1. Hollywood and Cherokee. Late night, outside this amazing, dimly lit bar — so dim, so red, so seedy (there are chocolate-brown booths with green lights hanging above them), and so filled with common Hollywood proper residents and traveling stars, you can disappear completely into whatever conversation you need to have. And you see “real” stars (like they would be anything else) coming and going but you’d never be able to crane your neck from table to table to gawk or even hear anything … it’s so quiet in that place it’s loud.
2. Los Burritos on Hollywood Boulevard. It still has its Formica counter, free chips, salsa that will blow your head off and food displayed in a harshly photographed menu — but the meals are incredible. The television is always on a channel you won’t understand unless you speak Spanish and the place is equally filled with Mohawk punks, Goth kids, drunken wannabe celebs and musicians as well as a few in-the-know locals who like food that makes them sleep.
3. Hollywood Flats. I like the idea that you can get a tattoo at two in the morning and there is enough Elvis and Marilyn Monroe memorabilia to keep even the faintest of rock ’n’ roll fans way busy. Also, it’s nice to fit in and escape at the same time.
4. The Casting Office. It’s a perfect place to go when you are done, done, done and you have a name, a real name to cover you, so you can drown yourself if needed in that ocean which swallows only your ideas of what fame or fortune might be.
5. The Roosevelt. Not the shithole it once was, it became quite a spot for celebrities when they redid the pool. (Warning to future guests: Stay in the tower. If you stay in a cabana room, and it’s past seven, you will be manhandled by security like you were entering a hostile country, regardless of that hotel room key in your hand.) I used to hide my pot in the ventilator shaft for every time I returned with a few Xanax for coming down from the boozing. It was always there, as they never dusted the place. Not so anymore.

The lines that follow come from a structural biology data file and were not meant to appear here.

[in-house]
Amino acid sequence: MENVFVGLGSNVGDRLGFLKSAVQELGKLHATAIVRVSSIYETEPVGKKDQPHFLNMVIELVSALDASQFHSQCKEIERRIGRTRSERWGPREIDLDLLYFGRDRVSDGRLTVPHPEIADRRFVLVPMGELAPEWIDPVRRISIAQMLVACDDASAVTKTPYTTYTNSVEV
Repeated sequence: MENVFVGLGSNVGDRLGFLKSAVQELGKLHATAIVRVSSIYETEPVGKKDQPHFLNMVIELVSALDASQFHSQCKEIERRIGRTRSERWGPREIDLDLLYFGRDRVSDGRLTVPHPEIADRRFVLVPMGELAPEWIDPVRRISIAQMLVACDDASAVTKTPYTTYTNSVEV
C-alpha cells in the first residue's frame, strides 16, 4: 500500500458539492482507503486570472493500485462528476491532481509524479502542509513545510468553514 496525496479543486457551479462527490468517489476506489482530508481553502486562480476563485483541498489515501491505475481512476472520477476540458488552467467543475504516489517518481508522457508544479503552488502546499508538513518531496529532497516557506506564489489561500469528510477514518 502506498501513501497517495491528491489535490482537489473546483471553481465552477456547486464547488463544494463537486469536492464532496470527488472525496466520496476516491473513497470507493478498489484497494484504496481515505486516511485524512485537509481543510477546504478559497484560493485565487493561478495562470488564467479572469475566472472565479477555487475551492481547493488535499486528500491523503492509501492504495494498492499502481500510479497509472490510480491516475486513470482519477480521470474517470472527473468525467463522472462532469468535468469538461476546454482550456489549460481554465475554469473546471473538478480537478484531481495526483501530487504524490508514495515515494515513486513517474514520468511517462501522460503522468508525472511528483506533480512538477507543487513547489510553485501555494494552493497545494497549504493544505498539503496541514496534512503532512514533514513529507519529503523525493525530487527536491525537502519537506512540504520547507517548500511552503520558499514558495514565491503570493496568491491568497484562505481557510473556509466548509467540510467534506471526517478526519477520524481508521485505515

I miss the sunshine of California, but not the mask. Not the idea. I had Christmas there last year, celebrating with a burger and fries at the new, amazing all-night burger milkshake joint across from Mann’s Chinese Theater, with someone I loved very much. We crossed the street, hand in hand, and watched a movie. It was the best Christmas I ever had. In the back of my mind, as my feet walked over the golden stars that line the Hollywood Boulevard, filthy, horrid and bleak, littered with crumpled McDonald’s bags and streams of piss, I thought of home, my bed in my cavernous New York apartment, walls stacked with books like a shield from my own thoughts and the sounds outside. I thought of walking the empty streets alone and about how no matter how sad I or anyone else gets there, New York seems to prop a loner up on his side and up by the bootstraps we go, we loners. Our fair city is here to remind us that we are all alone together.
All the sunshine I really ever saw in Hollywood was in the eyes of a beautiful girl who saw that missing street in my posture and the faint ghostly constructs flickering the lights of a million windows in my eyes. This is how a person might know California for real. Through someone from there, through a fleeting holiday that forever changes your ideas of a place that is far too littered with other peoples’ dreams to ever call your own.
But it’s there; it’s the other side of that coin, and you can feel it as the plane dips and descends someplace just past Las Vegas. Your heart starts pumping in anticipation; you see the beach, or the brightest stars at night. They are all streetlights in an endless web of electric spider casings built to hold one million dreams a second in one million tiny apartments.